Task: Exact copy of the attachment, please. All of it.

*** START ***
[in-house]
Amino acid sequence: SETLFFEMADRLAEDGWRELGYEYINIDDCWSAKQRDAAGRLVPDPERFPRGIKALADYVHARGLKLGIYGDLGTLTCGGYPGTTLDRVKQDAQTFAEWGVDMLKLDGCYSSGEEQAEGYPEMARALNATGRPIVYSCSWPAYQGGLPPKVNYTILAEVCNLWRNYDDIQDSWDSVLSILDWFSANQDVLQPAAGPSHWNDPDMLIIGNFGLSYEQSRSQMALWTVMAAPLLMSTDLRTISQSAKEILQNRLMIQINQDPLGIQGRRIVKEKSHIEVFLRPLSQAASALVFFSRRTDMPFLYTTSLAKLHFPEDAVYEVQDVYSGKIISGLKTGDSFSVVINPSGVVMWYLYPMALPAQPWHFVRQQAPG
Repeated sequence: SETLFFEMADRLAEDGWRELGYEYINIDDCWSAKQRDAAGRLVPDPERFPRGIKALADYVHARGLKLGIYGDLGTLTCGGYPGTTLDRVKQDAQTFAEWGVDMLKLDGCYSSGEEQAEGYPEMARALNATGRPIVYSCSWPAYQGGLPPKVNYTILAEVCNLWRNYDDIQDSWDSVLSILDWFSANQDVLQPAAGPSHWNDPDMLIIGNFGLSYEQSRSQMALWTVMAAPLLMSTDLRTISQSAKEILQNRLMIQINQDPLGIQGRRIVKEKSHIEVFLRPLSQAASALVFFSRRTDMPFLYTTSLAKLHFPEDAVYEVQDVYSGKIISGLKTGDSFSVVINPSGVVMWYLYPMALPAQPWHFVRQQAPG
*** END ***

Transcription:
[in-house]
Amino acid sequence: SETLFFEMADRLAEDGWRELGYEYINIDDCWSAKQRDAAGRLVPDPERFPRGIKALADYVHARGLKLGIYGDLGTLTCGGYPGTTLDRVKQDAQTFAEWGVDMLKLDGCYSSGEEQAEGYPEMARALNATGRPIVYSCSWPAYQGGLPPKVNYTILAEVCNLWRNYDDIQDSWDSVLSILDWFSANQDVLQPAAGPSHWNDPDMLIIGNFGLSYEQSRSQMALWTVMAAPLLMSTDLRTISQSAKEILQNRLMIQINQDPLGIQGRRIVKEKSHIEVFLRPLSQAASALVFFSRRTDMPFLYTTSLAKLHFPEDAVYEVQDVYSGKIISGLKTGDSFSVVINPSGVVMWYLYPMALPAQPWHFVRQQAPG
Repeated sequence: SETLFFEMADRLAEDGWRELGYEYINIDDCWSAKQRDAAGRLVPDPERFPRGIKALADYVHARGLKLGIYGDLGTLTCGGYPGTTLDRVKQDAQTFAEWGVDMLKLDGCYSSGEEQAEGYPEMARALNATGRPIVYSCSWPAYQGGLPPKVNYTILAEVCNLWRNYDDIQDSWDSVLSILDWFSANQDVLQPAAGPSHWNDPDMLIIGNFGLSYEQSRSQMALWTVMAAPLLMSTDLRTISQSAKEILQNRLMIQINQDPLGIQGRRIVKEKSHIEVFLRPLSQAASALVFFSRRTDMPFLYTTSLAKLHFPEDAVYEVQDVYSGKIISGLKTGDSFSVVINPSGVVMWYLYPMALPAQPWHFVRQQAPG